Tuesday, February 27, 2024

Acting like Segrid

In my younger days, I was an avid reader of comics. Phantom, Mandrake, Flash Gordon, Tintin, Asterix, Archie, Richie Rich, Superman and other super-heroes . . . I would be excited about all sorts of facts in them - the 3rd Phantom was Juliet in Shakespeare's production of Romeo and Juliet at the Globe Theatre; Mandrake's arch enemy, The Cobra was actually Luciphor, Theron's oldest son and, thus, Mandrake's half-brother; Tintin's perennial antagonist. Roberto Rastapopoulos. . . .

My cousin had several comics bound into two thick volumes. Every summer and winter vacations (whenever I had not gone to Kerala), I would go to his house, bring the two volumes and read them frequently. I would repeat this practice during the next vacation and the next. . . I would have read them more often than any other book. 

Speaking of comics, I am reminded of a character in Mandrake comics. Mandrake had a girlfriend called Narda who is Princess of the European nation Cockaigne, ruled by her brother Segrid. Whenever Segrid felt ill, he would do his exercises more vigorously and show himself to be very active. He said that the reason he did this was because he had many enemies around who were constantly monitoring him for any sign of weakness and use it as an excuse to depose him. This made him act as if he had more physical vigour than what he actually felt so that they would be deterred from taking such an action.

Even though I don’t have any enemies around, I sometimes resort to the Segrid manoeuvre. Sometimes, I will feel a bit under the weather and will feel like lying down quietly without the TV being switched on. This will make everyone think that I have some major health issue. Jaya will check my temperature and B.P. I may be asked whether a doctor should be called. In order to avoid all this hullabaloo, I will keep quiet about bodily discomforts that I think are minor. I would switch on the TV or sit in front of the computer as usual but I would actually not be doing anything so nobody will suspect anything out of the ordinary.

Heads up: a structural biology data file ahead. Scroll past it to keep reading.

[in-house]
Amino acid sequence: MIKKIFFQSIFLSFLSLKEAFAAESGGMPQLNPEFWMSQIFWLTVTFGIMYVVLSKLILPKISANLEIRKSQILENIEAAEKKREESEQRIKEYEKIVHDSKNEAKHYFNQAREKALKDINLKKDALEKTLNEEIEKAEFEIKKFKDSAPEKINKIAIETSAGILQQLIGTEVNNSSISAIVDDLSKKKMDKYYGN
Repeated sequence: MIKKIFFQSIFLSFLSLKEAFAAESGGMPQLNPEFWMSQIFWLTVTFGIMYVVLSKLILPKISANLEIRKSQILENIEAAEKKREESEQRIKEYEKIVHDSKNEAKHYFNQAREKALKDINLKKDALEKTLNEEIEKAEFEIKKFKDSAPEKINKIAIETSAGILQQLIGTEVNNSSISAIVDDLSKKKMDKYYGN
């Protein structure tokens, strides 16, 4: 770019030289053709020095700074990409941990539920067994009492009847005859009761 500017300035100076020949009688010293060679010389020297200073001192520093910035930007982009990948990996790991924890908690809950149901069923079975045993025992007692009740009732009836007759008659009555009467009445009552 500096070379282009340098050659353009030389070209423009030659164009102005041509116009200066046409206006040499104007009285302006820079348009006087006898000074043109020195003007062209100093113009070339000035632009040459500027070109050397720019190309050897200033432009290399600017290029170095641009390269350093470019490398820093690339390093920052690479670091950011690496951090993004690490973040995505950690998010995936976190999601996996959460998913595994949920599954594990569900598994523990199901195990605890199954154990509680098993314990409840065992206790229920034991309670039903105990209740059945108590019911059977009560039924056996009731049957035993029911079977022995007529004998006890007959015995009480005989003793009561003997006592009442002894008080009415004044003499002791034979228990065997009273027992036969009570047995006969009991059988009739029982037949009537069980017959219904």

Even other apes seem to indulge in this kind of play act. In The Bonobo and the Atheist, Edward Sloan Wilson writes about a large, male bonobo that had recently died. He was a leader with a pleasant disposition, never overly aggressive yet supremely self-confident during his heyday. His  postmortem showed that he had several cancerous growths in addition to a hugely enlarged liver. Even though his condition must have been building for years, he had acted normally until his end. He must have felt miserable for months, but any sign of vulnerability would have meant loss of status. Chimps seem to realize this. 

Wilson also mentions a limping male chimp in the wild who was seen to isolate himself for weeks to nurse his injuries. But he would show up now and then in the midst of his community to give a charging display full of vigour and strength, after which he’d withdraw again. That way his status would be safe and no one would get any ideas of challenging him.

This brings to mind a 'Segrid manoeuvre' that I had to do in my teens. I was hit in my private parts while battling and was moving with a pronounced limp because of pain. (We usually played cricket with a hard ball so the blow was quite painful.) After play, I limped back home. As soon as I came near my house, I tried my best to walk normally. I was afraid that if my parents saw me limping, they would not allow me to play the next day. I knew that the pain would disappear by the next day and playing would not be a problem. 

When I reached my house, my mother told me to go to a market around a kilometre away and buy some vegetables. I was in a fix - I usually agreed to such a request so if I showed any reluctance this time, she might ask some uncomfortable questions; on the other hand, walking that distance was not going to be fun. I decided to go to the market and began limping down the stairs - my house was on the third floor and there was no lift. 

When I emerged out of the apartment, I started walking normally. When I was out of sight of my house, I began limping again. I limped to the market, bought the vegetables, and limped back. When I was within sight of my house, I started walking normally. I reached my house, gave the vegetables to my mother, grabbed my books and sat on a chair from which I did not move for a couple of hours. By that time, my pain had reduced so the rest of the evening passed off uneventfully. 

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